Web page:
To hell with false dichotomies

PR flack James V. O'Connor wants people to stop swearing (via memepool).What bothers me is that he distinguishes between casual and causal swearing and then doesn't use his own distinction. Causal, of course, being swearing when have a reason, as when you're mad or have hurt yourself. O'Connor makes no allowances for swearing with a purpose, instead preaching a saccharine power-of-positive-thinking outlook of avoiding all swearing.

I avoid casual swearing on Zen Haiku as a conscious stylistic decision. But it's like cutting verbiage like "really" or "I think" (what else is a web log?).

Nor does swearing reflect a limited vocabulary. This false dichotomy implies you either have a big vocabulary and don't swear, or you swear and have a limited vocabulary, which, like many black-or-white dichotomies is simply not true.

A friend with a large vocabulary and a trenchant wit swears whenever she feels like it—which isn't often, but is just as trenchant as when she doesn't swear. A more accurate statement would be: people with limited vocabularies reuse more words in general, including (relatively) innocuous ones such as "like" or "you know".

Swearing is not inherently hostile either. Some of the most hostile situations (a tax audit, a day in court) typically involve no swearing, and hanging out with good friends, one of life's true pleasures, can involve lots of swearing.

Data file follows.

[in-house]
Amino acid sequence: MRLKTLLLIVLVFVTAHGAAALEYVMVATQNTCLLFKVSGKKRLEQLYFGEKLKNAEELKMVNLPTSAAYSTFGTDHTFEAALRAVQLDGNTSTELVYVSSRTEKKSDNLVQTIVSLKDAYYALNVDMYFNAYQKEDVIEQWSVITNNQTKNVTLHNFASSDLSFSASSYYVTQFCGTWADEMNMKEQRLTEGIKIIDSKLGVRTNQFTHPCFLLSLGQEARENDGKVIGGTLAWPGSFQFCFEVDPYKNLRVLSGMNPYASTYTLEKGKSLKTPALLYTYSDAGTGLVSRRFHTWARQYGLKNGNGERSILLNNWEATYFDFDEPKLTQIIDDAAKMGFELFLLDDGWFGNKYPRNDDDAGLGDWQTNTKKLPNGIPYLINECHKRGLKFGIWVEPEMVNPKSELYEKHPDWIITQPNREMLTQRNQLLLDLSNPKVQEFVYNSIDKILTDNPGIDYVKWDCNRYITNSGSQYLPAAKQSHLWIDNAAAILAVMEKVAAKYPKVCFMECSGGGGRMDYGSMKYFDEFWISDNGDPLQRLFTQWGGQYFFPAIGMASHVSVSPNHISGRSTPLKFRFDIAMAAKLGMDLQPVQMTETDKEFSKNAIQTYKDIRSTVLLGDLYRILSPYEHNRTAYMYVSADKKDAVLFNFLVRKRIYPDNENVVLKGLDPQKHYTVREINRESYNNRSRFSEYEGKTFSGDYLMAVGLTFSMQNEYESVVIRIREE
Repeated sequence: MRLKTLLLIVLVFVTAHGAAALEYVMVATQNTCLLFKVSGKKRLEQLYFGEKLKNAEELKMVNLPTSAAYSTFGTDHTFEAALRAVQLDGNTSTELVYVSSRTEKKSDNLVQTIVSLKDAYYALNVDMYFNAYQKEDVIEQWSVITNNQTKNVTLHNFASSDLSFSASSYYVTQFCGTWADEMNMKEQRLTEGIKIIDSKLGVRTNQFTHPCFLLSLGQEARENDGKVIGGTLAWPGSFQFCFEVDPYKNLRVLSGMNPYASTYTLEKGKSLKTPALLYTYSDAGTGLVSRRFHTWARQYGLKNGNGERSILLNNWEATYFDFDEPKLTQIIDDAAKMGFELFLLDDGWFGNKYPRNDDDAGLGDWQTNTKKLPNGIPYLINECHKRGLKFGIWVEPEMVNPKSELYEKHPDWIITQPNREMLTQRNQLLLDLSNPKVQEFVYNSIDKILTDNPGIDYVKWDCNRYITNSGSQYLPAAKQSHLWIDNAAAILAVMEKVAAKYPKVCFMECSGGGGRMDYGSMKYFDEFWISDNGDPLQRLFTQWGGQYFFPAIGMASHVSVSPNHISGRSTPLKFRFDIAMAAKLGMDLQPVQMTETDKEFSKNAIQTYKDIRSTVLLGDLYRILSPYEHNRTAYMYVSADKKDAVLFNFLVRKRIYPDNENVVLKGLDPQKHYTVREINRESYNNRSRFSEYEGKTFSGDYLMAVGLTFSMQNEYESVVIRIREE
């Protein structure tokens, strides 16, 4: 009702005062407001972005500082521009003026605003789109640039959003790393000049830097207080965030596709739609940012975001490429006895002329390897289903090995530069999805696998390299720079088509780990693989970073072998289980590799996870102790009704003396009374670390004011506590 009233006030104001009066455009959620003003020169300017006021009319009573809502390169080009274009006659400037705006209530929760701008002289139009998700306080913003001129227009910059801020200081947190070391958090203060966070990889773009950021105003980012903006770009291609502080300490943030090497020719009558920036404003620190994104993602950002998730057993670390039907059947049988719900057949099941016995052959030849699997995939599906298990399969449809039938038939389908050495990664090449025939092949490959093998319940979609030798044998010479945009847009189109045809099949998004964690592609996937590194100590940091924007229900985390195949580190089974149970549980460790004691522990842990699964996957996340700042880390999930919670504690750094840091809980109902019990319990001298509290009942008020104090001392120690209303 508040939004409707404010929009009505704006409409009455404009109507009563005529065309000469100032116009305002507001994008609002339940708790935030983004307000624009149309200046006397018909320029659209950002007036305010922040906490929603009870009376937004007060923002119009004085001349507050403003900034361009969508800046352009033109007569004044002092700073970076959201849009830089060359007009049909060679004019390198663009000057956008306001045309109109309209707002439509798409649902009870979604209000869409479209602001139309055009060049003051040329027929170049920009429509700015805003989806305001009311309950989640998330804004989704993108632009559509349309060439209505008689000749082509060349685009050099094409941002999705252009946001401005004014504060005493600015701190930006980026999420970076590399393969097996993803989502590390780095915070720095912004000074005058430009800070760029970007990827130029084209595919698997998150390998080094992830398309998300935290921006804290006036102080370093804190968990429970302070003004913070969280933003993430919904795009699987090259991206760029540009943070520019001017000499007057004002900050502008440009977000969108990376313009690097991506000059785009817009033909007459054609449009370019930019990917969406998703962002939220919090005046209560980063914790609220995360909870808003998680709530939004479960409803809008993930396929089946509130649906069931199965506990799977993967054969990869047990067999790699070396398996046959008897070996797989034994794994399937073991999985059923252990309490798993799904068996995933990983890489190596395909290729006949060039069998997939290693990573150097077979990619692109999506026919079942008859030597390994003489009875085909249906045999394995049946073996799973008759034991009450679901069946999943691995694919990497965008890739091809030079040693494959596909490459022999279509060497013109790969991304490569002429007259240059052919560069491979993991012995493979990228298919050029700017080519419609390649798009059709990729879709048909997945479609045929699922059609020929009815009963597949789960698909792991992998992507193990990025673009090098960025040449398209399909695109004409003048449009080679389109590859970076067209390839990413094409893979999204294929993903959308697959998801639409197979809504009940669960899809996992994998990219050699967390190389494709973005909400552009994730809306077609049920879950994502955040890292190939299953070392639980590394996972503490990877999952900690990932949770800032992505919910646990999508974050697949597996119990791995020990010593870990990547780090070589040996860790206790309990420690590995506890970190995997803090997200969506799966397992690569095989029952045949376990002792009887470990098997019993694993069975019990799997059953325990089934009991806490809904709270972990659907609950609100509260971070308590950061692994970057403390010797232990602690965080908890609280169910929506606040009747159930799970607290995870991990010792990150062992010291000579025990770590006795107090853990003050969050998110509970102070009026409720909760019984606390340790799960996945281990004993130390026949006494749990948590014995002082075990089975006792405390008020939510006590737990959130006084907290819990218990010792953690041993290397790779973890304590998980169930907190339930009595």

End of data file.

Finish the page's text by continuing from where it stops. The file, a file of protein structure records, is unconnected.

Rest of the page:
Of course swearing isn't always appropriate, but I'd rather hear four letter words at a hardware store than details of a medical procedure or someone screaming into a cell phone (often without swearing, because that would annoy people.)

Posted by Chad Lundgren on Thursday, January 23, 2003 (Link)


Posted by jazz Friday, January 24, 2003 at 03:05 PM

I think I might write him and tell him
I just don't give a fuck

Posted by Vincenr Monday, January 27, 2003 at 01:59 AM

yes i saw that link thought it was a bit limited and facist think. PC bullshit pc is the bastred stepchild of facistm yes i spelled that wrong :-)

Posted by Karen Monday, January 27, 2003 at 04:46 PM

I agree that the dichotomy mentioned is a false one, but it seems that so many people today are so oblivious to common ettiquette that they need hard and fast rules such as "Never use expletives." Such a rule might be the only feasible way of convincing most people that excessive vulgarity detracts from one's message.

Posted by Chad Lundgren Tuesday, January 28, 2003 at 11:14 PM

Maybe those deaf to social nuance do need an iron-clad rule, since a more situational one would just confuse them. I know I usually enjoy implying more: I'm pretty free in my use of "explicit" in its original meaning of a "direct reference" and pretend to be deaf to the other more raunchy meaning. The way I look at it, explicit is about half way there to "intercourse" which used to just mean social interaction of a general and not a sexual nature. I guess you could say I like explicit implication.

I have noticed that Bay Area and New York web sites tend to use swearing more. I'm not talking about personal sites, I'm talking about sites with a more general orientation like Zen Haiku. This fits in with the comment a former co-worker of mine, who said the F word is considered normal business parlance in New York, while it isn't here in Albuquerque.